Abstract # 13114 Event # 30:

Scheduled for Thursday, August 9, 2018 11:45 AM-12:00 PM: (Chula Vista ) Oral Presentation


THE VALUE OF LONG TERM DATA COLLECTION AND LIFE HISTORY TRACKING AND PRESERVATION: THE UNIQUE CPRC, UNIVERSITY OF PUERTO RICO MONKEY SKELETAL COLLECTION

D. R. Bolter1,2, J. E. Turnquist3 and T. B. Kensler3
1Modesto College, Department of Anthropology, 435 College Ave, Modesto, California 95350, USA, 2Evolutionary Studies Institute, University of the Witwatersrand, Johannesburg, South Africa, 3Laboratory of Primate Morphology, University of Puerto Rico Medical Sciences Campus, San Juan, Puerto Rico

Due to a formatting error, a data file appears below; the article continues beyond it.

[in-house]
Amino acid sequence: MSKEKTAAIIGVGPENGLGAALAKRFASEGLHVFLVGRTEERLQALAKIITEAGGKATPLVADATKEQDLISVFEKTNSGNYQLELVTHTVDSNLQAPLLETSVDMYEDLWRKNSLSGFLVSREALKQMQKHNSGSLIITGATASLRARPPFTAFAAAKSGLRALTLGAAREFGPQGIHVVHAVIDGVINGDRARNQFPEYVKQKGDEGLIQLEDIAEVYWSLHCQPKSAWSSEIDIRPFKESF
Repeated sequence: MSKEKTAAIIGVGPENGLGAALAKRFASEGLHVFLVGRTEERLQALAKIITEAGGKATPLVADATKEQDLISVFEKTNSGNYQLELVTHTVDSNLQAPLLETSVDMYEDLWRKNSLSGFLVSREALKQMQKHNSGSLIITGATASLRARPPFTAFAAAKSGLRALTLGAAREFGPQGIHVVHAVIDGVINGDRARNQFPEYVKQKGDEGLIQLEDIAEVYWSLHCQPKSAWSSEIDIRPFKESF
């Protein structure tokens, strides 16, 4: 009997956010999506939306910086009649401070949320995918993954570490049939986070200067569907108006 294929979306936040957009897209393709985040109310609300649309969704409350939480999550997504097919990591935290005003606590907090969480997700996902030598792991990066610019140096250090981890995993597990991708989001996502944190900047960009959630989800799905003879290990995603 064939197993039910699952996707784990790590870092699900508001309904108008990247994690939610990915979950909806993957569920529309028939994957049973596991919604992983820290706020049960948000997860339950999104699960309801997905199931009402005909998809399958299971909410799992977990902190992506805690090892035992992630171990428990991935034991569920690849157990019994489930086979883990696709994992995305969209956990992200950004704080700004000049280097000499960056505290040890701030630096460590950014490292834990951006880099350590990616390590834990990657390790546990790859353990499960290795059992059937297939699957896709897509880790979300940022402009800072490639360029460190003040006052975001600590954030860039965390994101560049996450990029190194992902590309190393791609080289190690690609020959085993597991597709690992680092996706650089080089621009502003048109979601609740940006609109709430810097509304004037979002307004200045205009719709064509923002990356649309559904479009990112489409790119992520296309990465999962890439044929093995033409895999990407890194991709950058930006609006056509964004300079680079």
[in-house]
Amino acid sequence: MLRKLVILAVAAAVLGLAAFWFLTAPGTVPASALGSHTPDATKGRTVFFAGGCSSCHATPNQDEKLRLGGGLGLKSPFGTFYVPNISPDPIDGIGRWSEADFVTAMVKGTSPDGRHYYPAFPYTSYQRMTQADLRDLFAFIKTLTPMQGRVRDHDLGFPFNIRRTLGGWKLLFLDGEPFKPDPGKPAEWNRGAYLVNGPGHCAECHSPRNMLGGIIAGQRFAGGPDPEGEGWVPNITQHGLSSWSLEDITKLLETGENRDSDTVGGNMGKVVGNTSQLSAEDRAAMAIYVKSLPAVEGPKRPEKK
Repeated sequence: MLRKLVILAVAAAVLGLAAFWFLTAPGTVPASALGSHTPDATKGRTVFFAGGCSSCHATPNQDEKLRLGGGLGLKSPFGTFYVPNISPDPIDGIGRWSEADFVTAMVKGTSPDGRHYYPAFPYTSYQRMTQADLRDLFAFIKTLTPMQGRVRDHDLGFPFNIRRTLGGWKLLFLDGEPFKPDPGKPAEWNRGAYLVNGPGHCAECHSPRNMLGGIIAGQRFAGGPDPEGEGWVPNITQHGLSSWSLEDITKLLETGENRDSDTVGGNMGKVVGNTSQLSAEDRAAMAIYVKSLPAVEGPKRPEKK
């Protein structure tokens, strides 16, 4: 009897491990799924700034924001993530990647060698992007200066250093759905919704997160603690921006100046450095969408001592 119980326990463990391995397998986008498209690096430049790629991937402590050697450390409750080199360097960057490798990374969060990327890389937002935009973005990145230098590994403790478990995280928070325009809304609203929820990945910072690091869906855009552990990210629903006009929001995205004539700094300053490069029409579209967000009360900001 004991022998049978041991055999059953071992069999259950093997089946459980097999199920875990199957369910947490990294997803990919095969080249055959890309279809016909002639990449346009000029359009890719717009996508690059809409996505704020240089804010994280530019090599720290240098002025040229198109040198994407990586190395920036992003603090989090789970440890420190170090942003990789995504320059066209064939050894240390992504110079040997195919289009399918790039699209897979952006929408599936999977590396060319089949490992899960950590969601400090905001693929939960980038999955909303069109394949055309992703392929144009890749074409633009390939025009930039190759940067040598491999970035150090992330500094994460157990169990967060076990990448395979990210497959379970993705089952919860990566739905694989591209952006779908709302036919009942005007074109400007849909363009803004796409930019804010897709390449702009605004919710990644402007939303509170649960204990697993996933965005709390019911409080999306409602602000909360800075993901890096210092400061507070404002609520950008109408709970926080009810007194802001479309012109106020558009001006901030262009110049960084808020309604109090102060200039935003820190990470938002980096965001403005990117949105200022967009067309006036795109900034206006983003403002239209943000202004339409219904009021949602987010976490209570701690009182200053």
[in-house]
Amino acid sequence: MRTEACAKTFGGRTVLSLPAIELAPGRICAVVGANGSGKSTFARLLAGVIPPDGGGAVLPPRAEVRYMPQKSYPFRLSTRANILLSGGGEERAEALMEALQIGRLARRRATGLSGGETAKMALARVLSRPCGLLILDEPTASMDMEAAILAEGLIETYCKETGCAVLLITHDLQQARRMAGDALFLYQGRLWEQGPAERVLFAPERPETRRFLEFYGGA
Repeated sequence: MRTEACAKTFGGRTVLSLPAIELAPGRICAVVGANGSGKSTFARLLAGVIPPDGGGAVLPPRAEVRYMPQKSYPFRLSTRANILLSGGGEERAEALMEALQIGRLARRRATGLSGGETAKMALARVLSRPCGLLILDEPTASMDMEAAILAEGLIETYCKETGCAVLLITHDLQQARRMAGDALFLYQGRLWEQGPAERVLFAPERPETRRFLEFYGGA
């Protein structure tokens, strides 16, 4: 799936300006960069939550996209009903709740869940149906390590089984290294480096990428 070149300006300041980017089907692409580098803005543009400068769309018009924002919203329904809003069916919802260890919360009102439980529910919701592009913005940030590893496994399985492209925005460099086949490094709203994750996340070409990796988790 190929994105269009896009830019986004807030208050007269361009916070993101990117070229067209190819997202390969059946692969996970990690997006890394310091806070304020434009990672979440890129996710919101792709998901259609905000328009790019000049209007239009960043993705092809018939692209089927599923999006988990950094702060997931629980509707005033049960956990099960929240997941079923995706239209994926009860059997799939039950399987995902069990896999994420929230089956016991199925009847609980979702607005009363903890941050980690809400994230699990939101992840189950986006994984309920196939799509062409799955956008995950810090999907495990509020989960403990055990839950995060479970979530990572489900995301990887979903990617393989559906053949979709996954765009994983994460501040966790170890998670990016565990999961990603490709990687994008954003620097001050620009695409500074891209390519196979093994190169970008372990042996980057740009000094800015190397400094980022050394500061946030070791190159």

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     Rhesus macaques (Macaca mulatta) on Cayo Santiago remain a highly prized source for long-term studies, perhaps most known for research in behavior, psychology and disease. Since the 1950s individuals have been marked and census records kept, establishing demographic profiles and genealogies; and since 1971, systematic collection of individuals at death has occurred. Currently over 3,000 Cayo macaque skeletons are housed in the Laboratory of Primate Morphology, University of Puerto Rico, Medical Sciences Campus. Detailed databases maintain the individual’s age, sex, genealogy, parity, and some health history. Over four decades of accessions allow researchers to sample large scale species variations in female and male attributes, record maturity markers in the bones and teeth of known-aged individuals, investigate age-related changes in osteology, extract signatures of paleopathology in bones, explore heritability in skeletal traits, examine affects of locomotor behaviors on skeletons, and observe shifts in population-level features. With Hurricane Maria’s destruction, environmental resources have diminished on the island, foraging patterns have changed and unusual stressors have accumulated. Will there be observable effects in the long-term skeletal profile of the monkeys? The Cayo Santiago Collection provides a comparative framework for interpreting evolutionary and adaptive changes, with implications for understanding wild-collected museum specimens, and for analyzing fossil materials. This research expands the importance of the Cayo colony, and highlights the multi-faceted value of consistent long-term data collection during their lives.